What is your role on the Web team?

I am a developer. At Evernote, this means that you’re either writing code, bouncing ideas off of fellow developers, writing ideas on the walls, discussing requirements with PMs and designers, or figuring out what you broke with QA’s help. But most of the time you are writing code with minimal distractions. The few meetings we have are always useful to us. In our weekly sprint planning meeting, for example, our product manager makes sure that you’re taking on interesting projects that you genuinely want to work on – you never feel like just another resource here.

 What product(s) do you work on?

Evernote developer Kevin Fahy

Evernote developer Kevin Fahy

On the web team you often write code that users can find in multiple products. For example, if a user wants to upgrade to premium, then some of our apps display a webview that the web team implements and styles. And of course, all of our apps communicate with our cloud API, ultimately calling backend code that we develop and maintain. You can be as full stack as you like in the web team, and you get the chance to write code that’s used in many products. Personally, I spend most of my time developing our web application, where we implement new features, optimize the caching layer, and style visual components, among other things.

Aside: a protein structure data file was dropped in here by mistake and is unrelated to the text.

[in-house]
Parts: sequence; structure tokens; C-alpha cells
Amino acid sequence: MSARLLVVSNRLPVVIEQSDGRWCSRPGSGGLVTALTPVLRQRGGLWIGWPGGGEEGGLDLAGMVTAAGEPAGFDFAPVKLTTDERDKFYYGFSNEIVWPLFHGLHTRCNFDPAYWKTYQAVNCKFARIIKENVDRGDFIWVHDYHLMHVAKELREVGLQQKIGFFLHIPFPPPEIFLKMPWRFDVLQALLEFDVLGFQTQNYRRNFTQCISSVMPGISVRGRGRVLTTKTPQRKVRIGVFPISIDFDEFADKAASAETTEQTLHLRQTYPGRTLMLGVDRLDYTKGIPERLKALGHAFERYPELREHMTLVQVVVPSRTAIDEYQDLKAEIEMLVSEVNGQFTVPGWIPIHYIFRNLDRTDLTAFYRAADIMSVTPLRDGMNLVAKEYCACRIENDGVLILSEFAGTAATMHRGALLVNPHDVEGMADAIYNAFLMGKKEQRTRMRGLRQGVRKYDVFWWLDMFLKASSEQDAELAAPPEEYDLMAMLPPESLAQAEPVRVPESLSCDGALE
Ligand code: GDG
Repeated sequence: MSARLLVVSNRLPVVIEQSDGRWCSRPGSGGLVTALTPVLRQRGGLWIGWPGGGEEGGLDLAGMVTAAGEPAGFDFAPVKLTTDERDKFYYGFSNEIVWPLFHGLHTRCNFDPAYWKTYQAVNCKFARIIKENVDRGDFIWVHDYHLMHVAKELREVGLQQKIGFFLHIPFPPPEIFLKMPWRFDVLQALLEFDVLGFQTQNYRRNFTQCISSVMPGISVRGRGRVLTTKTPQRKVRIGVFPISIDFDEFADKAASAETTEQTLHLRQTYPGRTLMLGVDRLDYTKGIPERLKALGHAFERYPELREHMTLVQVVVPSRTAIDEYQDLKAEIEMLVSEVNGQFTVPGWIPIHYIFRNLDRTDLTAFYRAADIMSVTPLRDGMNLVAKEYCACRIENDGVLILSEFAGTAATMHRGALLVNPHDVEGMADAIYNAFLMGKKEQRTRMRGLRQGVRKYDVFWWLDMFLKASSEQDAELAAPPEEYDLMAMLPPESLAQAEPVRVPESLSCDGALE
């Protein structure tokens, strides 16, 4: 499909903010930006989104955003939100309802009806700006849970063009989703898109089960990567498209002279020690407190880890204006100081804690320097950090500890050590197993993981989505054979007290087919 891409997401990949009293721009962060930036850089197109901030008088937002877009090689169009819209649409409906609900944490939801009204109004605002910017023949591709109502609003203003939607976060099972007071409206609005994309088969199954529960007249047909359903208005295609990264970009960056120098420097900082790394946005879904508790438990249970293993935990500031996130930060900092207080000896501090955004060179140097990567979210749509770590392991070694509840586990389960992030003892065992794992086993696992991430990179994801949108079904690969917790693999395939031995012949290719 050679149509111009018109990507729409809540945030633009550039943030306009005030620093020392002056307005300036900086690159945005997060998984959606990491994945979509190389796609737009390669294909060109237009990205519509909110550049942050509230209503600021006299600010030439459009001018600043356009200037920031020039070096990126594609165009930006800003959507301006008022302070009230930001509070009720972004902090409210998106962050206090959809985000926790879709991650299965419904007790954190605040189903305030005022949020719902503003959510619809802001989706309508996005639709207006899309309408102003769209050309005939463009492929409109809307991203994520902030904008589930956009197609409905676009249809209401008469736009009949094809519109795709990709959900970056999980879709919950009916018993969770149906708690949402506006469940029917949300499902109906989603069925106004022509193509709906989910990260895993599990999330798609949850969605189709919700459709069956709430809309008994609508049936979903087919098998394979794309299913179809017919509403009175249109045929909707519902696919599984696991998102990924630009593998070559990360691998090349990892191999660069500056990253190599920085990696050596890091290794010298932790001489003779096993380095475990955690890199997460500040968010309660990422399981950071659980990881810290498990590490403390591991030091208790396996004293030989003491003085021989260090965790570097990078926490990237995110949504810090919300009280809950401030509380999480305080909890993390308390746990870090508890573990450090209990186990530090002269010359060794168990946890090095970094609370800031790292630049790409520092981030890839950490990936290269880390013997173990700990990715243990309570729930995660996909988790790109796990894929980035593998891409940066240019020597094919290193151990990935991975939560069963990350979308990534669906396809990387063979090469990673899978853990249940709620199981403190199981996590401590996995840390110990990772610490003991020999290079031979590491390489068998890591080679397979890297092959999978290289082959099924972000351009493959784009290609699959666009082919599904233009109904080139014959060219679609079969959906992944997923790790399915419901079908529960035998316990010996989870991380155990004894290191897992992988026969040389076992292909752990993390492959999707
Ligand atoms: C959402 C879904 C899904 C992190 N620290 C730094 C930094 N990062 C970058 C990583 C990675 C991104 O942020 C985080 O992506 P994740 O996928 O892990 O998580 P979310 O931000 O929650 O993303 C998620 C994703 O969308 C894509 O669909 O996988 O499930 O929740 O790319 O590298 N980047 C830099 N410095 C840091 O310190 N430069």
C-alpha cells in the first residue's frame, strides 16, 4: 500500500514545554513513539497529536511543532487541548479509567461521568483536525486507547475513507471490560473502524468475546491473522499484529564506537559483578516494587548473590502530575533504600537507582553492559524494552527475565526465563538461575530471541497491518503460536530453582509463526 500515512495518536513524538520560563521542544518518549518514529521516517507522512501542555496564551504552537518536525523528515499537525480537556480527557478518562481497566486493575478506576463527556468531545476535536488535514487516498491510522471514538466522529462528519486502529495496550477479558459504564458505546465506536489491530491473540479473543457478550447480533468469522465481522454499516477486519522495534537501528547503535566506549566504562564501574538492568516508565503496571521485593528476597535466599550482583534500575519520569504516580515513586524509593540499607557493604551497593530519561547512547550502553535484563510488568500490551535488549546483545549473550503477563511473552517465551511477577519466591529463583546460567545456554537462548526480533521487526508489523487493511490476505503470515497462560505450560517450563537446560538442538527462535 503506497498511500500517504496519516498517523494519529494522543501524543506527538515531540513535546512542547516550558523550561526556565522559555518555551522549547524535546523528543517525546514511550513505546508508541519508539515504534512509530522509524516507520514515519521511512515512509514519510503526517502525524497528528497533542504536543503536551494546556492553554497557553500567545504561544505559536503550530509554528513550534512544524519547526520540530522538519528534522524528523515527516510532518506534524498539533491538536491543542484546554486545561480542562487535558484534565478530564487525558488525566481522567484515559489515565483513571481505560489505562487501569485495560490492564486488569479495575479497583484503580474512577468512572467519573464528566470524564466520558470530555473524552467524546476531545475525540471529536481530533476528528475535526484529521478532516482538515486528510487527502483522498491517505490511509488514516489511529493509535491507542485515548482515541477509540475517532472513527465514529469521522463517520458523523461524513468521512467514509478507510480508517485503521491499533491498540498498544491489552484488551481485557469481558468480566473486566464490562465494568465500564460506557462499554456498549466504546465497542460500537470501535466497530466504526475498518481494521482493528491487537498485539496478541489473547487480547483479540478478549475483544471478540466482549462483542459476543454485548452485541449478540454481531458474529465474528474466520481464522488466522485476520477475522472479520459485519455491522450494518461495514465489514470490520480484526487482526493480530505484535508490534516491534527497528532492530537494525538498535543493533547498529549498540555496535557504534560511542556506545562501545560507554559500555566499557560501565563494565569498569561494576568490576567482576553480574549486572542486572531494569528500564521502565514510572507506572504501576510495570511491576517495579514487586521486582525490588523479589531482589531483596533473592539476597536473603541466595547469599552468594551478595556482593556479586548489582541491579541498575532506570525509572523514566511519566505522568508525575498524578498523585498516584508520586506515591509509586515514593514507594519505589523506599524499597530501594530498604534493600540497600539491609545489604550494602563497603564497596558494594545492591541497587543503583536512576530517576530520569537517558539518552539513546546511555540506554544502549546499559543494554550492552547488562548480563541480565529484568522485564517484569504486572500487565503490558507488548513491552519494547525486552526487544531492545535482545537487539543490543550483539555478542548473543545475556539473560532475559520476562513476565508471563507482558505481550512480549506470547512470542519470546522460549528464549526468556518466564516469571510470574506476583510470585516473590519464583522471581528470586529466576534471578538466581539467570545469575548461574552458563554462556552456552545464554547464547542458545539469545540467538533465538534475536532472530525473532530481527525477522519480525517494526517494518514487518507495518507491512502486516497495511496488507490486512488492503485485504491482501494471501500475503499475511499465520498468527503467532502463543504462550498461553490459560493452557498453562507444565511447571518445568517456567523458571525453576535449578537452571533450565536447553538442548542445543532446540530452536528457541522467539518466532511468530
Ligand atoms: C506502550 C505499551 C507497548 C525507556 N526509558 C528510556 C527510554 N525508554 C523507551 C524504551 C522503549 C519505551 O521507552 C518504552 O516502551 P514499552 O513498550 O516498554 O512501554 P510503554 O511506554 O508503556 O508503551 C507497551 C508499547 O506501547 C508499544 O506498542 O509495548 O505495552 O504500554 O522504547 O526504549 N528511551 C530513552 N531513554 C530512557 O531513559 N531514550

Can you describe a few of the Evernote features you are working on now and/or you have helped build in the past?

 The cool thing about Evernote is that you get to code a lot of new features. In the web team, we push a new release every week, which usually contains new features. I’ve had the good fortune of being a part of some interesting ones. I implemented reminders in our web app in a team of three – we implemented everything in two fun weeks. While not a feature per se, I’ve been refactoring our web app’s caching layer recently – it’s always satisfying to push a big commit and then observe that the system runs a bit more efficiently, or at least no worse than before! Even my first project at Evernote turned out well: the web app’s image gallery (though a lot of credit goes to our designers – they make extremely well-designed mockups and are very easy to work with).

 What is your biggest challenge at present?

 Developing at Evernote is very fast-paced – you try to write good code for new features as fast as you can, while also fixing the most important bugs in your backlog and refactoring older code. We have a lot of freedom in what we choose to code everyday, and so prioritizing properly is very difficult.

 What is the most satisfying part of your job?

 Knowing that, every week, you are changing something about how a hundred million people use Evernote is exciting, even a bit scary sometimes. But the most satisfying part is that the code you push is ultimately yours – seeing your decisions and design choices live on production gives you a weekly shot of pride.

 What is your background?